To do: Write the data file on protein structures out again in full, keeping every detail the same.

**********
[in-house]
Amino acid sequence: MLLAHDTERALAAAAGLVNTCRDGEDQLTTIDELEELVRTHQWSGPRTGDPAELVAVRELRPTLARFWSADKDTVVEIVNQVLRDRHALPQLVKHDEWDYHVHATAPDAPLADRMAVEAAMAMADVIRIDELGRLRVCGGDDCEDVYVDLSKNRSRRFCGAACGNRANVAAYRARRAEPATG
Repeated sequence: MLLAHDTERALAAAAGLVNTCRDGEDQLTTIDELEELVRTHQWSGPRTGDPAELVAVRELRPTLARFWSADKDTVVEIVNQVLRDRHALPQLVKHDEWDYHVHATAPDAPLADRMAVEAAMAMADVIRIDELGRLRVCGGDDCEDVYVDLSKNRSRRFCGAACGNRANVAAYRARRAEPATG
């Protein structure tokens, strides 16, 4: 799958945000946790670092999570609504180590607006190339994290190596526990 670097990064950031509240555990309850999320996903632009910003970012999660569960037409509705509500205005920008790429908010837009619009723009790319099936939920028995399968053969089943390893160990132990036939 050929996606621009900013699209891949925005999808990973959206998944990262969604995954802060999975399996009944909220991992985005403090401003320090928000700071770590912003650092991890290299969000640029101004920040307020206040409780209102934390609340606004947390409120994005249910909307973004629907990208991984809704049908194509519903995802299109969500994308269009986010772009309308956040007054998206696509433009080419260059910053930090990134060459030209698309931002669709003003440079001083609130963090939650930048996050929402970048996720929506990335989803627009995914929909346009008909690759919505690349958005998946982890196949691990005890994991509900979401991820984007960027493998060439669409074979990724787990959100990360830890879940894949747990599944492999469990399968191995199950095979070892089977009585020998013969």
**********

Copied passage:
[in-house]
Amino acid sequence: MLLAHDTERALAAAAGLVNTCRDGEDQLTTIDELEELVRTHQWSGPRTGDPAELVAVRELRPTLARFWSADKDTVVEIVNQVLRDRHALPQLVKHDEWDYHVHATAPDAPLADRMAVEAAMAMADVIRIDELGRLRVCGGDDCEDVYVDLSKNRSRRFCGAACGNRANVAAYRARRAEPATG
Repeated sequence: MLLAHDTERALAAAAGLVNTCRDGEDQLTTIDELEELVRTHQWSGPRTGDPAELVAVRELRPTLARFWSADKDTVVEIVNQVLRDRHALPQLVKHDEWDYHVHATAPDAPLADRMAVEAAMAMADVIRIDELGRLRVCGGDDCEDVYVDLSKNRSRRFCGAACGNRANVAAYRARRAEPATG
């Protein structure tokens, strides 16, 4: 799958945000946790670092999570609504180590607006190339994290190596526990 670097990064950031509240555990309850999320996903632009910003970012999660569960037409509705509500205005920008790429908010837009619009723009790319099936939920028995399968053969089943390893160990132990036939 050929996606621009900013699209891949925005999808990973959206998944990262969604995954802060999975399996009944909220991992985005403090401003320090928000700071770590912003650092991890290299969000640029101004920040307020206040409780209102934390609340606004947390409120994005249910909307973004629907990208991984809704049908194509519903995802299109969500994308269009986010772009309308956040007054998206696509433009080419260059910053930090990134060459030209698309931002669709003003440079001083609130963090939650930048996050929402970048996720929506990335989803627009995914929909346009008909690759919505690349958005998946982890196949691990005890994991509900979401991820984007960027493998060439669409074979990724787990959100990360830890879940894949747990599944492999469990399968191995199950095979070892089977009585020998013969």